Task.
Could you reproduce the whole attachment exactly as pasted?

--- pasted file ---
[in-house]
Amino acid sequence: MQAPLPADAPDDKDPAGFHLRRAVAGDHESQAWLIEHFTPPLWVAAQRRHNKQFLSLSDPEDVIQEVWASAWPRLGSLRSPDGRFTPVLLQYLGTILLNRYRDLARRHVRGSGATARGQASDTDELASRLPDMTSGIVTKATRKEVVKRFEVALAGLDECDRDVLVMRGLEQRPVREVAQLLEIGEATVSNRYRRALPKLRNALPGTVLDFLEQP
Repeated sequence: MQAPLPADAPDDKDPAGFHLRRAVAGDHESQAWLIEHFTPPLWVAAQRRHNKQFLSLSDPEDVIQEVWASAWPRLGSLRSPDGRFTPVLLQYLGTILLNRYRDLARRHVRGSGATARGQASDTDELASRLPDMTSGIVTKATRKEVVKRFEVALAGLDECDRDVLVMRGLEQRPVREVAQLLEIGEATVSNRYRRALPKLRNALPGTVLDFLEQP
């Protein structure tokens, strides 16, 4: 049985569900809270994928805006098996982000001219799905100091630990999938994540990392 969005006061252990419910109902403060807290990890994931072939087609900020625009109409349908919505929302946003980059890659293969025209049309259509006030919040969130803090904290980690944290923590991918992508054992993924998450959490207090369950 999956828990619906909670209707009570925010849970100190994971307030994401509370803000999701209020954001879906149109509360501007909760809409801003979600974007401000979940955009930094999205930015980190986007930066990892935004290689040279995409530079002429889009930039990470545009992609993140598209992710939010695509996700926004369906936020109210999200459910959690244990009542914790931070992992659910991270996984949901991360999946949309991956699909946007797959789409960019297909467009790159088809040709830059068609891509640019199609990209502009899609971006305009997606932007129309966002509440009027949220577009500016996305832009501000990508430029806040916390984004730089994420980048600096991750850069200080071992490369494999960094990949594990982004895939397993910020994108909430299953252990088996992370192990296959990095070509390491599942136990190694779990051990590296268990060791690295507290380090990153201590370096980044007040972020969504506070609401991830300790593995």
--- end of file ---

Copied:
[in-house]
Amino acid sequence: MQAPLPADAPDDKDPAGFHLRRAVAGDHESQAWLIEHFTPPLWVAAQRRHNKQFLSLSDPEDVIQEVWASAWPRLGSLRSPDGRFTPVLLQYLGTILLNRYRDLARRHVRGSGATARGQASDTDELASRLPDMTSGIVTKATRKEVVKRFEVALAGLDECDRDVLVMRGLEQRPVREVAQLLEIGEATVSNRYRRALPKLRNALPGTVLDFLEQP
Repeated sequence: MQAPLPADAPDDKDPAGFHLRRAVAGDHESQAWLIEHFTPPLWVAAQRRHNKQFLSLSDPEDVIQEVWASAWPRLGSLRSPDGRFTPVLLQYLGTILLNRYRDLARRHVRGSGATARGQASDTDELASRLPDMTSGIVTKATRKEVVKRFEVALAGLDECDRDVLVMRGLEQRPVREVAQLLEIGEATVSNRYRRALPKLRNALPGTVLDFLEQP
């Protein structure tokens, strides 16, 4: 049985569900809270994928805006098996982000001219799905100091630990999938994540990392 969005006061252990419910109902403060807290990890994931072939087609900020625009109409349908919505929302946003980059890659293969025209049309259509006030919040969130803090904290980690944290923590991918992508054992993924998450959490207090369950 999956828990619906909670209707009570925010849970100190994971307030994401509370803000999701209020954001879906149109509360501007909760809409801003979600974007401000979940955009930094999205930015980190986007930066990892935004290689040279995409530079002429889009930039990470545009992609993140598209992710939010695509996700926004369906936020109210999200459910959690244990009542914790931070992992659910991270996984949901991360999946949309991956699909946007797959789409960019297909467009790159088809040709830059068609891509640019199609990209502009899609971006305009997606932007129309966002509440009027949220577009500016996305832009501000990508430029806040916390984004730089994420980048600096991750850069200080071992490369494999960094990949594990982004895939397993910020994108909430299953252990088996992370192990296959990095070509390491599942136990190694779990051990590296268990060791690295507290380090990153201590370096980044007040972020969504506070609401991830300790593995």